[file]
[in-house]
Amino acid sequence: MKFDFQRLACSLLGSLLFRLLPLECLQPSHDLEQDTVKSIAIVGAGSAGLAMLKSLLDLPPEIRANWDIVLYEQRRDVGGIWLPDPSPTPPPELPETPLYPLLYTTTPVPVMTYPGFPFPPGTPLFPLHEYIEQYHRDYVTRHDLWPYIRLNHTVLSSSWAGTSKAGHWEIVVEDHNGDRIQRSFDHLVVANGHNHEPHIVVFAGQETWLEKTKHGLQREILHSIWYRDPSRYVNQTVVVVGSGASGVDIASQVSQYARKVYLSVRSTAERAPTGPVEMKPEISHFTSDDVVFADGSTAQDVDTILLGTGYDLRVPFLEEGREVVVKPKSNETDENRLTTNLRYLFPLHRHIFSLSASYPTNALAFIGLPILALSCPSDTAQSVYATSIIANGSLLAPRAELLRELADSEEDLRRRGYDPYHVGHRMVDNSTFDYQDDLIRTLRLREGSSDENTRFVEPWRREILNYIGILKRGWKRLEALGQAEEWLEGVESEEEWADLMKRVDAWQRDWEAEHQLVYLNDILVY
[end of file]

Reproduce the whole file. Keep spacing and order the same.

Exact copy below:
[in-house]
Amino acid sequence: MKFDFQRLACSLLGSLLFRLLPLECLQPSHDLEQDTVKSIAIVGAGSAGLAMLKSLLDLPPEIRANWDIVLYEQRRDVGGIWLPDPSPTPPPELPETPLYPLLYTTTPVPVMTYPGFPFPPGTPLFPLHEYIEQYHRDYVTRHDLWPYIRLNHTVLSSSWAGTSKAGHWEIVVEDHNGDRIQRSFDHLVVANGHNHEPHIVVFAGQETWLEKTKHGLQREILHSIWYRDPSRYVNQTVVVVGSGASGVDIASQVSQYARKVYLSVRSTAERAPTGPVEMKPEISHFTSDDVVFADGSTAQDVDTILLGTGYDLRVPFLEEGREVVVKPKSNETDENRLTTNLRYLFPLHRHIFSLSASYPTNALAFIGLPILALSCPSDTAQSVYATSIIANGSLLAPRAELLRELADSEEDLRRRGYDPYHVGHRMVDNSTFDYQDDLIRTLRLREGSSDENTRFVEPWRREILNYIGILKRGWKRLEALGQAEEWLEGVESEEEWADLMKRVDAWQRDWEAEHQLVYLNDILVY